Stomach tight and shaking with silent giggles, I listened to his slow footsteps steadily approaching the chicken house. When I couldn’t stand it any longer I leaped from my hiding place to ambush him, circling and hopping from one small bare foot to the other, “Come on Dad! Let’s race! I bet I can beat you to the house!”
As I bounced in anticipation he stopped and smiled down at me, his wisp of a daughter. He pulled a crinkled handkerchief from his coverall pocket and mopped the sweat from his face and neck. Was he considering it?
Then Dad shook his head and said kindly in a quiet voice, “Not right now Susan.”
After long hours of heavy farm work in the fields, he had just finished with the final barn chores of the day. The last job, feeding the hogs, involved carrying hundred-pound burlap sacks of meal on his shoulders – at least one for each pen, lifting them high to pour into car-sized feeders, cleaning the floors with a long handled scraper, putting new bedding down in the sleeping area, and scrubbing out the water bowls. He looked tired and ready for a soft chair.
But I tipped my head back to peer up into his bronzed face and pestered, “Ah come on, pleeeeeez?”
I grabbed his hand and tried to pull him into a fast walk. Dad just had one speed – sure and steady. He was on his way to the house for supper now. I finally gave up on the bouncing. It had never worked before. Actually if I thought about it, it was hard to imagine Dad running. I was so preoccupied with that thought that I didn’t notice the change. I’m guessing that there may have been an unusual glint in his eyes or twist to his smile.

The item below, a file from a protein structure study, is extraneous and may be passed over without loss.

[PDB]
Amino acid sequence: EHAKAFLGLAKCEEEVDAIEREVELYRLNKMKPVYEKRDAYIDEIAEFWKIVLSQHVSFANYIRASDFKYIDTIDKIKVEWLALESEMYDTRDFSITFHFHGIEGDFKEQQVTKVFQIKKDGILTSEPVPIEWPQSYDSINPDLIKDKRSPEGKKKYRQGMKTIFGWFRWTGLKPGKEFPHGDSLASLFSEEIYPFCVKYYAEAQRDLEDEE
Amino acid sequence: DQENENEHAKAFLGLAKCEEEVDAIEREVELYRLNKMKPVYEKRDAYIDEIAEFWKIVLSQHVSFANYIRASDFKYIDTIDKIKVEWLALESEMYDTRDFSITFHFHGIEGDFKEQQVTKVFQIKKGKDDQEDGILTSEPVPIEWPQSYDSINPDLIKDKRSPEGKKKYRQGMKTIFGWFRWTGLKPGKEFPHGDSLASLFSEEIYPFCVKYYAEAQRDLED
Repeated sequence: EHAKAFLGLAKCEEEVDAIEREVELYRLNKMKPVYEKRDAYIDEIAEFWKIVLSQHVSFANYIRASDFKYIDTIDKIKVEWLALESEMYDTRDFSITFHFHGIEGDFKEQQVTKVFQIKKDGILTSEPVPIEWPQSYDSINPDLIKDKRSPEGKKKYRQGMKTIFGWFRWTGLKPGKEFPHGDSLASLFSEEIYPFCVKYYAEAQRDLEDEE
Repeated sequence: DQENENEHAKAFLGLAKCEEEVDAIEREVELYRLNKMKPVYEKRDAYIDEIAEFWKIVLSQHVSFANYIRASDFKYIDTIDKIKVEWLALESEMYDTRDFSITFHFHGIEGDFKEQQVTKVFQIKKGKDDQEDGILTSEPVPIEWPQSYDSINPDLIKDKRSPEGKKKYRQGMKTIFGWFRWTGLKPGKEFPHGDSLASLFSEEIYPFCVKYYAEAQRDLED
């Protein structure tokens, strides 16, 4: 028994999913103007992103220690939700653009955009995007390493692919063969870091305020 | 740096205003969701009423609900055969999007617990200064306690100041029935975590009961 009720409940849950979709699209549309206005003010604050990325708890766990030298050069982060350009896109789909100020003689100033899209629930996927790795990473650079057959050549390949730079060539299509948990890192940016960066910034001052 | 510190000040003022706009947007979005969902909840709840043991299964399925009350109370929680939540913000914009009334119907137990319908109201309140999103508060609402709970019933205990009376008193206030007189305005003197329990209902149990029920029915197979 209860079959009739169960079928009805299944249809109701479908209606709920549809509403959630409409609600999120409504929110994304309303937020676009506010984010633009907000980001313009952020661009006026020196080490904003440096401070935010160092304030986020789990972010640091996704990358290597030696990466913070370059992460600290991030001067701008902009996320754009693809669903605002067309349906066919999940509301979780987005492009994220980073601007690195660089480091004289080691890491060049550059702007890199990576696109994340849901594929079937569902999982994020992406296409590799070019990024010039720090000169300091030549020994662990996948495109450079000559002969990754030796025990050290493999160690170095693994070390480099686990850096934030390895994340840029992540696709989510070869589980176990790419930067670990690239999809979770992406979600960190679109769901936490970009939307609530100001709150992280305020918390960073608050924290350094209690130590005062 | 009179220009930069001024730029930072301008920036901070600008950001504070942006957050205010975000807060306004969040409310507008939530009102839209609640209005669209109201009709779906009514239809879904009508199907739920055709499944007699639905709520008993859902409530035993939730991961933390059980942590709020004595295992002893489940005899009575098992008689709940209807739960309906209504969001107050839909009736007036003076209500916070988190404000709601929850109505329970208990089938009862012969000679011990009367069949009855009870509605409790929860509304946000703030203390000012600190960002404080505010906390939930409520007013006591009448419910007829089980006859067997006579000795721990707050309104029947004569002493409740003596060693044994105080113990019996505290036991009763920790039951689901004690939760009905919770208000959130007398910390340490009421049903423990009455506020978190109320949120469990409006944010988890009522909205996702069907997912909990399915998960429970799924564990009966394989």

Suddenly an amazing thing happened! Dad leaned his whole body forward, swung his arms, and those long, steady legs scissored wide open into a gallop towards the house. The shock froze me to the ground. I stared with my mouth open – at Dad running! Then I realized he was already half way to the house.
I pelted after him as fast as I could, whining, “No fair! I wasn’t ready! No fair! Hey Dad! I wasn’t ready! Do it again! Do it again!”
As I ran, I watched those long legs stretch and bend, stretch and bend, arms swinging, handkerchief waving cheerily from his pocket. He left me far behind with my stubby, little legs pounding furiously. He reached the backdoor, threw his arms up, and waited for me with a big smile. As soon as I reached him, I started bouncing for another race but he just laughed and escaped into the house for supper.
That hot, endless summer I learned lots of things – about bugs, kittens, gardens, and piglets – but most important was the fact that there’s a kid inside everyone waiting to burst out.